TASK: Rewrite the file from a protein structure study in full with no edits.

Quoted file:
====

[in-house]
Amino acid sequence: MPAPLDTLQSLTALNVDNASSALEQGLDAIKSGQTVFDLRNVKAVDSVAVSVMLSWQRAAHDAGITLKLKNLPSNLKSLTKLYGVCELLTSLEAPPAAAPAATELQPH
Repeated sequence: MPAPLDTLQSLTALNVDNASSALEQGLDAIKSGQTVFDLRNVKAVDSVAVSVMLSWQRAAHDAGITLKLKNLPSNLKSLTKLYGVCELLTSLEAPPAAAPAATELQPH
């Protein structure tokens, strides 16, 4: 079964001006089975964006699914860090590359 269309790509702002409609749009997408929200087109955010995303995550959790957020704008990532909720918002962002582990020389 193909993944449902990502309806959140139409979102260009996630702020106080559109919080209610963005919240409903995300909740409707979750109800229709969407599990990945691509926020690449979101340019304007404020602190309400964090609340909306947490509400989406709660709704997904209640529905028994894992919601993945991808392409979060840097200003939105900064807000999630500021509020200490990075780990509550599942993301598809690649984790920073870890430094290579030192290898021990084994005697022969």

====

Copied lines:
[in-house]
Amino acid sequence: MPAPLDTLQSLTALNVDNASSALEQGLDAIKSGQTVFDLRNVKAVDSVAVSVMLSWQRAAHDAGITLKLKNLPSNLKSLTKLYGVCELLTSLEAPPAAAPAATELQPH
Repeated sequence: MPAPLDTLQSLTALNVDNASSALEQGLDAIKSGQTVFDLRNVKAVDSVAVSVMLSWQRAAHDAGITLKLKNLPSNLKSLTKLYGVCELLTSLEAPPAAAPAATELQPH
């Protein structure tokens, strides 16, 4: 079964001006089975964006699914860090590359 269309790509702002409609749009997408929200087109955010995303995550959790957020704008990532909720918002962002582990020389 193909993944449902990502309806959140139409979102260009996630702020106080559109919080209610963005919240409903995300909740409707979750109800229709969407599990990945691509926020690449979101340019304007404020602190309400964090609340909306947490509400989406709660709704997904209640529905028994894992919601993945991808392409979060840097200003939105900064807000999630500021509020200490990075780990509550599942993301598809690649984790920073870890430094290579030192290898021990084994005697022969």